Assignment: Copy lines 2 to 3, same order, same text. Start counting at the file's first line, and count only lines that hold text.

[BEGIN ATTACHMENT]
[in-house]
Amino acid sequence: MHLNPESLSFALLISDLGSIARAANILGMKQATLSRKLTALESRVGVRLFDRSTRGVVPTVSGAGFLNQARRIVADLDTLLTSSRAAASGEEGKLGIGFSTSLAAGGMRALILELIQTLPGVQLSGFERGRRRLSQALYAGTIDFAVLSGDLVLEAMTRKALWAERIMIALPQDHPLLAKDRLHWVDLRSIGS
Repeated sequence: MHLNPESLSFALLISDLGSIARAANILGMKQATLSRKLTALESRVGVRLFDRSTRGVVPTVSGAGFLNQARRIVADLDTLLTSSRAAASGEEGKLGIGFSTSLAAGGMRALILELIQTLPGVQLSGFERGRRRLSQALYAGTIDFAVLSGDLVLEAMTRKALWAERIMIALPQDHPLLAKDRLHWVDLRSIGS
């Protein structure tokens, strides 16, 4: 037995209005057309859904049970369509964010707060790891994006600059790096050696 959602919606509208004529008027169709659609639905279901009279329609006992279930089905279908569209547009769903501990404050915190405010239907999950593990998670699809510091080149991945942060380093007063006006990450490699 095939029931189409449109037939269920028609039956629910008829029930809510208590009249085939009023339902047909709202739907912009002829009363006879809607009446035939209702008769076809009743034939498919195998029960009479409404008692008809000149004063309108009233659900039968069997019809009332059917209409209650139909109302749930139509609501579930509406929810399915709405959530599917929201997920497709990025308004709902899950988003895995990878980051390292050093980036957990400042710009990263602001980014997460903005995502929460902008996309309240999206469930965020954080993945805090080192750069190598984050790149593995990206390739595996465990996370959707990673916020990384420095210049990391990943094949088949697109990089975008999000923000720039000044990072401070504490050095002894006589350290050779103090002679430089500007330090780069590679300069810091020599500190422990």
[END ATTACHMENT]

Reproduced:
Amino acid sequence: MHLNPESLSFALLISDLGSIARAANILGMKQATLSRKLTALESRVGVRLFDRSTRGVVPTVSGAGFLNQARRIVADLDTLLTSSRAAASGEEGKLGIGFSTSLAAGGMRALILELIQTLPGVQLSGFERGRRRLSQALYAGTIDFAVLSGDLVLEAMTRKALWAERIMIALPQDHPLLAKDRLHWVDLRSIGS
Repeated sequence: MHLNPESLSFALLISDLGSIARAANILGMKQATLSRKLTALESRVGVRLFDRSTRGVVPTVSGAGFLNQARRIVADLDTLLTSSRAAASGEEGKLGIGFSTSLAAGGMRALILELIQTLPGVQLSGFERGRRRLSQALYAGTIDFAVLSGDLVLEAMTRKALWAERIMIALPQDHPLLAKDRLHWVDLRSIGS